Nissan e-NV200 Combi reliability & safety

Tried-and-tested running gear should ensure the Nissan e-NV200 Combi is reliable

Overall rating

2.0 out of 5

Reliability & safety rating

3.0 out of 5

While the e-NV200 Combi has Nissan's latest 40kWh battery, the rest of its running gear is feeling rather old these days. It uses the same platform as the NV200 diesel van, while the electric motor is from the first-generation Leaf. This should mean the e-NV200 Combi is reliable, though it’s not offered with the latest safety kit you get with the latest Leaf.

Nissan e-NV200 Combi reliability & problems

While low sales numbers mean the e-NV200 Combi failed to show up in the latest Driver Power satisfaction survey, Nissan as a brand did finish a respectable 11th in the top 30 manufacturers' rundown. There is some insight into how reliable the e-NV200 will be, however, courtesy of a small taxi firm in Cornwall. C&C Taxis in St Austell has been running a Combi since 2014 and has racked up over 100,000 trouble-free miles in that time. It was so impressed with the Combi’s performance that it has since converted its entire fleet to Combis and Leafs.

And if something should happen, there are a variety of warranties covering different parts of the Combi. The MPV itself gets Nissan’s standard five-year warranty, while the electric running gear gets eight years of cover. That includes a guarantee against capacity loss on the battery – it'll be replaced if the charge meter doesn’t climb above nine bars (out of 12) when the e-NV200 is fully charged.

Safety

Euro NCAP crash-tested the e-NV200 Combi in 2014, when it earned a three-star rating. This was a decidedly average score at the time and the test has been made even tougher since then, so it’s likely the Nissan would score even lower if it was tested today. Adult occupant protection was rated at 75% and it managed a respectable 80% for child protection. Pedestrian safety was 60% (probably not helped by the charging hardware mounted in the nose of the Combi) and the car received a 38% score for its safety assistance features.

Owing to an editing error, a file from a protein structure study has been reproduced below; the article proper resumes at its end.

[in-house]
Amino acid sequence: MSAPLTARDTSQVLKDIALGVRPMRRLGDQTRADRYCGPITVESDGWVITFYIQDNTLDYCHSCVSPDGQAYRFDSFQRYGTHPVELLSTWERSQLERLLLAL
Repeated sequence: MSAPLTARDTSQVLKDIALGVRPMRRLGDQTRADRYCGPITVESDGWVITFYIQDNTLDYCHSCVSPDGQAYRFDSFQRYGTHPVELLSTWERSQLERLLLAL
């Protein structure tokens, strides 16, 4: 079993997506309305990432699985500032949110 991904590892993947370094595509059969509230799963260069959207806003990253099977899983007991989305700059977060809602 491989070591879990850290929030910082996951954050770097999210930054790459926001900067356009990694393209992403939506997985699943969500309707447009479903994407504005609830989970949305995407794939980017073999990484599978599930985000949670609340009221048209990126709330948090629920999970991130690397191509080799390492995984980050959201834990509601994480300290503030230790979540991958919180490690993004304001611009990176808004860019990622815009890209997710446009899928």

Six airbags are fitted as standard, with driver and passenger bags and two pairs of curtain airbags for the doors. All cars get electronic stability control, tyre-pressure monitoring and anti-lock brakes, while there's a pair of ISOFIX child-seat brackets in the rear bench. Cruise control with a manual speed limiter is offered on the Acenta and Evalia versions, but there are none of the advanced autonomous driving aids that Nissan has rolled out with the latest Leaf.

Most Popular

Top 10 best seven-seater electric and hybrid cars 2021
Mercedes EQB
Best cars

Top 10 best seven-seater electric and hybrid cars 2021

If the regular crop of electrified SUVs and family cars don’t provide enough practicality for you, then take a closer look at the range of electric an…
5 Oct 2021
EV36Zero and Nissan's road to carbon neutrality
NIssan Leaf parked in the desert
Advertisement Feature

EV36Zero and Nissan's road to carbon neutrality

How the EV36Zero hub in Sunderland is set to take Nissan a step closer to its sustainability goals
30 Sep 2021
Top 10 best luxury electric cars 2021
BMW iX
Best cars

Top 10 best luxury electric cars 2021

From Audi to Tesla, here are our top picks of the most luxurious zero-emissions motoring options on the market right now
7 Oct 2021